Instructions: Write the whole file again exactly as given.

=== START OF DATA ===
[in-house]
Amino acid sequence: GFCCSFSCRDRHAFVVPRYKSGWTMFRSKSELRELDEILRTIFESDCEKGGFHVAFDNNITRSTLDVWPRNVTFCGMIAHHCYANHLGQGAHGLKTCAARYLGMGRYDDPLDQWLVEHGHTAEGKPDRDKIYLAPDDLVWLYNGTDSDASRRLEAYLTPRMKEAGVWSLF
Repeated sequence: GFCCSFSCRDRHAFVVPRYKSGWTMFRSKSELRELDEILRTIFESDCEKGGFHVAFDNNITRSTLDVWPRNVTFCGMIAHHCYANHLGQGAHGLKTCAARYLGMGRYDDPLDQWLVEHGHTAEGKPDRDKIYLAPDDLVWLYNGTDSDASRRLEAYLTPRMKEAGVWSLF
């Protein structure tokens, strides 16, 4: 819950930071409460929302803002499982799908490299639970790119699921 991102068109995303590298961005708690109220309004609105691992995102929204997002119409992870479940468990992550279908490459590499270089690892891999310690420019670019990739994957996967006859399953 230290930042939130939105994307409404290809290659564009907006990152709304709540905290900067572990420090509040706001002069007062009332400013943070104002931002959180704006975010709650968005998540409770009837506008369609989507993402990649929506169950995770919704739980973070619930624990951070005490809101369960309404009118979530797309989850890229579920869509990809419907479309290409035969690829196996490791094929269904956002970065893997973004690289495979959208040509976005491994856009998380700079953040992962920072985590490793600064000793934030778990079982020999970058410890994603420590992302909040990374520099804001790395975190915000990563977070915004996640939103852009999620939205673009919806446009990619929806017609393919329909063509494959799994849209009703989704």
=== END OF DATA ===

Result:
[in-house]
Amino acid sequence: GFCCSFSCRDRHAFVVPRYKSGWTMFRSKSELRELDEILRTIFESDCEKGGFHVAFDNNITRSTLDVWPRNVTFCGMIAHHCYANHLGQGAHGLKTCAARYLGMGRYDDPLDQWLVEHGHTAEGKPDRDKIYLAPDDLVWLYNGTDSDASRRLEAYLTPRMKEAGVWSLF
Repeated sequence: GFCCSFSCRDRHAFVVPRYKSGWTMFRSKSELRELDEILRTIFESDCEKGGFHVAFDNNITRSTLDVWPRNVTFCGMIAHHCYANHLGQGAHGLKTCAARYLGMGRYDDPLDQWLVEHGHTAEGKPDRDKIYLAPDDLVWLYNGTDSDASRRLEAYLTPRMKEAGVWSLF
């Protein structure tokens, strides 16, 4: 819950930071409460929302803002499982799908490299639970790119699921 991102068109995303590298961005708690109220309004609105691992995102929204997002119409992870479940468990992550279908490459590499270089690892891999310690420019670019990739994957996967006859399953 230290930042939130939105994307409404290809290659564009907006990152709304709540905290900067572990420090509040706001002069007062009332400013943070104002931002959180704006975010709650968005998540409770009837506008369609989507993402990649929506169950995770919704739980973070619930624990951070005490809101369960309404009118979530797309989850890229579920869509990809419907479309290409035969690829196996490791094929269904956002970065893997973004690289495979959208040509976005491994856009998380700079953040992962920072985590490793600064000793934030778990079982020999970058410890994603420590992302909040990374520099804001790395975190915000990563977070915004996640939103852009999620939205673009919806446009990619929806017609393919329909063509494959799994849209009703989704």